Konstantin once again faced the great tiger across the bloody remains of his friend. The magnificent creature pawed its kill, growling irritably at the meddling Inquisitor. It spoke.
“Why do you interfere Fenrir?”
The Inquisitor glared. His stomach growled.
“That’s not my name, beast.”
The tiger shook its shaggy head.
“I know you Fenrir. Perhaps you do not yet know yourself.” Yanking, it tore an arm free from the kill, batting it toward the Inquisitor’s booted feet. “Here. Eat.”
Konstantin recoiled in disgust. He did not want to eat his friend. He was just so hungry. Konstantin’s anger waxed. Seized by an uncontrollable urge, he scooped up the shredded limb, bringing it to his lips. Gorging himself, he tore into the meal with unnaturally sharp teeth, hot blood running down his chin and into his fur.
Regaining control, he broke away from the feast. His head thrown back, the horrified Inquisitor howled into the cool night sky. In the darkness his screams were the lonely baying of a wolf…
A disturbance. The stale air of the torpedo tube whooshed out of the opening hatch, to mix with the only slightly less stale air of the sub’s interior. Konstantin awoke to gentle hands tapping his face and shoulders. After the complete darkness of the tube, the light leaking in from the aft torpedo room was painful.
“What were you doing in there Mr. Konstantin?”
It was the twins, Hrist and Mist. They had taken to sub life like a pair of old salts, exploring their exciting new environment ceaselessly. Luckily for Konstantin, their games had finally brought them to the aft torpedo room.
“Oh, nothing girls.” Konstantin pulled himself from his temporary prison, dizzy after having spent so long lying down. “I was just resting.”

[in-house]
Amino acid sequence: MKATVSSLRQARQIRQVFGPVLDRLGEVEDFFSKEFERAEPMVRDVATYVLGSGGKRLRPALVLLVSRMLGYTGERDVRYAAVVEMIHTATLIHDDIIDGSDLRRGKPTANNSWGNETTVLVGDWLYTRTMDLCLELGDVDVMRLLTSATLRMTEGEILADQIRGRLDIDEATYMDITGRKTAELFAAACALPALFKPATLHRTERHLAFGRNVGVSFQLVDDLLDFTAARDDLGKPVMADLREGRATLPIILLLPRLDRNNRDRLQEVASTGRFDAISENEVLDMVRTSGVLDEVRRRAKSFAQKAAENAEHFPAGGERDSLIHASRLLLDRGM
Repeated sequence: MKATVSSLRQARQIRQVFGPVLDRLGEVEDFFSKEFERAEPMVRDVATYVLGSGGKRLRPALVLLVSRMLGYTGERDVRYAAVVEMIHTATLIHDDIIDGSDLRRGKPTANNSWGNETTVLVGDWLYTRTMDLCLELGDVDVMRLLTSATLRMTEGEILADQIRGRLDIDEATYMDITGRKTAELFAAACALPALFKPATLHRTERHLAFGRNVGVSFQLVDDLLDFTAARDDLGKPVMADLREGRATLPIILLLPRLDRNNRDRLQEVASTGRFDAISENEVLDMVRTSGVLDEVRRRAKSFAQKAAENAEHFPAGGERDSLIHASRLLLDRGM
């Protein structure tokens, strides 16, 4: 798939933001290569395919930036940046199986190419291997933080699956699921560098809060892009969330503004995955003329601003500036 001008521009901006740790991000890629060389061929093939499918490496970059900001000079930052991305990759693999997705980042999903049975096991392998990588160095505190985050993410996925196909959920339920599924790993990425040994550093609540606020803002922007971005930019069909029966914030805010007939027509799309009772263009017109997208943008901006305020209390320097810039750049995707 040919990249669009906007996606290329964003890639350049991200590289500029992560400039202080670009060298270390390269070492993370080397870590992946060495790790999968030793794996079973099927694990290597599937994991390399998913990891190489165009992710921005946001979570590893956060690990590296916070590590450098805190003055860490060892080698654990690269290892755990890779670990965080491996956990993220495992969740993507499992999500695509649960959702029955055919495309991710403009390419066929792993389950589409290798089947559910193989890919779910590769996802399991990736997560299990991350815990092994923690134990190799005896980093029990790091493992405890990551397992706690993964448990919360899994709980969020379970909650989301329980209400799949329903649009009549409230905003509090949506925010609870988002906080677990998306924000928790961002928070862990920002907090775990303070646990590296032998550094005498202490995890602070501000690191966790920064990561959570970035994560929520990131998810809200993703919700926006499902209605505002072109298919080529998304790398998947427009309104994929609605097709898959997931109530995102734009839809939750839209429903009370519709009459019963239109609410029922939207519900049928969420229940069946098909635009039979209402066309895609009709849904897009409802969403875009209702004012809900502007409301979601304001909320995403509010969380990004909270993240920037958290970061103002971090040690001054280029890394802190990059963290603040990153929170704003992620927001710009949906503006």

Mist giggled. “You should be more careful next time you rest. You have blood on your lips.”
Hrist wrinkled her nose. “Yeah, and you smell awful. You should get cleaned up; everyone is waiting for you on the bridge.”
Konstantin licked his cracked lips, frowned at the copper taste. “Everyone is up on the bridge? Why?”
The girls grabbed each other’s hands and skipped to the circular door leading from the torpedo room, which they took turns climbing through. Mist’s head popped back into view, her blind eyes turned toward the Inquisitor as her tousled hair bounced from side to side.
“I dunno why. I think it’s ‘cause we’re surfacing.”
Solomon Rex rode another eddy of air, his flight taking him in ever widening circles around the city center. He was confused.
Up until yesterday, the sky over the city had been so thick with artillery fire that he had been restricted to quick flits from one rooftop to another. Now, not only had the big guns gone silent, but the entire city seemed to be resting. He had even seen some cooperative efforts by both sides being made to battle the firestorms still raging through the shattered commercial districts.
When he had captured a lonely civilian, the terrified creature had told him that an assassin had killed the leadership on both sides, all in the same evening, and that the new brass were actually engaged in peace talks.
Solomon wouldn’t really have cared, except that from what the local had told him about the assassinations, to Rex it sounded like his old associate Konstantin’s style. Now however, he could find no evidence of his quarry’s current whereabouts. It was almost like the fugitive Inquisitor and his magic-wielding sister had vanished from the surface of the earth.
Rex swung his hammer casually beneath him, his wings beating steadily through the cool air above the suddenly quiet city. He wasn’t overly concerned. He would find his prey eventually. He always did.